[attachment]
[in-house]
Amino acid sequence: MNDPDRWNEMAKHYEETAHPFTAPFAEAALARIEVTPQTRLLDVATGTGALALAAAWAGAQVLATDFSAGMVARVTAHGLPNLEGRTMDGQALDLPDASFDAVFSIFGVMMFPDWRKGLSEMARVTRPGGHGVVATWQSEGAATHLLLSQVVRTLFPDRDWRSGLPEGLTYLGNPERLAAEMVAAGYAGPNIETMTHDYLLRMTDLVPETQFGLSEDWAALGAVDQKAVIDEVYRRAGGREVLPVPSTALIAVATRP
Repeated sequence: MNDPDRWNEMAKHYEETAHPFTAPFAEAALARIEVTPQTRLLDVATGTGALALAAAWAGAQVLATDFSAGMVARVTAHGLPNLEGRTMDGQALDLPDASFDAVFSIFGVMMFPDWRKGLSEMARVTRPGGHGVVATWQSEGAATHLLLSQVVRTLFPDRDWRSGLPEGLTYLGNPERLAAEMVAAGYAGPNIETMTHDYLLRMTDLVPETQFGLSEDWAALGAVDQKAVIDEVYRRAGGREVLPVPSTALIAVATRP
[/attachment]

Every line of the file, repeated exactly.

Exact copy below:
[in-house]
Amino acid sequence: MNDPDRWNEMAKHYEETAHPFTAPFAEAALARIEVTPQTRLLDVATGTGALALAAAWAGAQVLATDFSAGMVARVTAHGLPNLEGRTMDGQALDLPDASFDAVFSIFGVMMFPDWRKGLSEMARVTRPGGHGVVATWQSEGAATHLLLSQVVRTLFPDRDWRSGLPEGLTYLGNPERLAAEMVAAGYAGPNIETMTHDYLLRMTDLVPETQFGLSEDWAALGAVDQKAVIDEVYRRAGGREVLPVPSTALIAVATRP
Repeated sequence: MNDPDRWNEMAKHYEETAHPFTAPFAEAALARIEVTPQTRLLDVATGTGALALAAAWAGAQVLATDFSAGMVARVTAHGLPNLEGRTMDGQALDLPDASFDAVFSIFGVMMFPDWRKGLSEMARVTRPGGHGVVATWQSEGAATHLLLSQVVRTLFPDRDWRSGLPEGLTYLGNPERLAAEMVAAGYAGPNIETMTHDYLLRMTDLVPETQFGLSEDWAALGAVDQKAVIDEVYRRAGGREVLPVPSTALIAVATRP